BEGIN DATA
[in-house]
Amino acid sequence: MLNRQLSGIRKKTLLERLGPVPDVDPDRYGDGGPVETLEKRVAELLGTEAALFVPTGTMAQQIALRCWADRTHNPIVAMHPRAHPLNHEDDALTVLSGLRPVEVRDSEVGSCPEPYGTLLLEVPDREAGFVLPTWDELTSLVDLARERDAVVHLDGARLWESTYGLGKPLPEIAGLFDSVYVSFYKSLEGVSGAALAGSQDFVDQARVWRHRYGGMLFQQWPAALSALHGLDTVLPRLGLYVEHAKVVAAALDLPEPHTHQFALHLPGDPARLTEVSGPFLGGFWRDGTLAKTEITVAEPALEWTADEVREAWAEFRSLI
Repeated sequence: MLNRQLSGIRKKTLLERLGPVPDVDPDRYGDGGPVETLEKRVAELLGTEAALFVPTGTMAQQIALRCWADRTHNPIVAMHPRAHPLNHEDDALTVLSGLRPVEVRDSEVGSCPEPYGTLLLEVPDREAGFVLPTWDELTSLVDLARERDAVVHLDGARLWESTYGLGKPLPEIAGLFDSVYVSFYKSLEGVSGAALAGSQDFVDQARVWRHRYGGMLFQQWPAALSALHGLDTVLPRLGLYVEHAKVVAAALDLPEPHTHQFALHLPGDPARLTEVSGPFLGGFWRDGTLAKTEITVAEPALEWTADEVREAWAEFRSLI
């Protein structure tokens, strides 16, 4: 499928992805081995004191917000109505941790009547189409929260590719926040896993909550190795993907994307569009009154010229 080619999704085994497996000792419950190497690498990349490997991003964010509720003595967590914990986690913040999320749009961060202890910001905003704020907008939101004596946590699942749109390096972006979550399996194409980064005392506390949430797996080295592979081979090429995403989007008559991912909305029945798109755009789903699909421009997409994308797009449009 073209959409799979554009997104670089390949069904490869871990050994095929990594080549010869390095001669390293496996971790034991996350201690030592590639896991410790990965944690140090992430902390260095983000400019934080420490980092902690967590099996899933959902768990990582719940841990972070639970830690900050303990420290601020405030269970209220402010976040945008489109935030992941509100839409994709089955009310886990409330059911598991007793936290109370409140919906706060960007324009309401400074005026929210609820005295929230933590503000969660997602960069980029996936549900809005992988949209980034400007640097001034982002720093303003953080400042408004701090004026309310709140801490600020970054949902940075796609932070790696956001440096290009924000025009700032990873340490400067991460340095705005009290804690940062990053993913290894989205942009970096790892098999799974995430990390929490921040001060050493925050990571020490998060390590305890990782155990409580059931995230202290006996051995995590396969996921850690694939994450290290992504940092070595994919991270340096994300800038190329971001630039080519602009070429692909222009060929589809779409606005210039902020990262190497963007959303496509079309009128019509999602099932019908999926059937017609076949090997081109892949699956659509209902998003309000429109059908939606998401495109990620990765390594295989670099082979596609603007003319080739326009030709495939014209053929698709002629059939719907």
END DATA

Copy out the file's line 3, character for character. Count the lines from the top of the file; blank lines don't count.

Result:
Repeated sequence: MLNRQLSGIRKKTLLERLGPVPDVDPDRYGDGGPVETLEKRVAELLGTEAALFVPTGTMAQQIALRCWADRTHNPIVAMHPRAHPLNHEDDALTVLSGLRPVEVRDSEVGSCPEPYGTLLLEVPDREAGFVLPTWDELTSLVDLARERDAVVHLDGARLWESTYGLGKPLPEIAGLFDSVYVSFYKSLEGVSGAALAGSQDFVDQARVWRHRYGGMLFQQWPAALSALHGLDTVLPRLGLYVEHAKVVAAALDLPEPHTHQFALHLPGDPARLTEVSGPFLGGFWRDGTLAKTEITVAEPALEWTADEVREAWAEFRSLI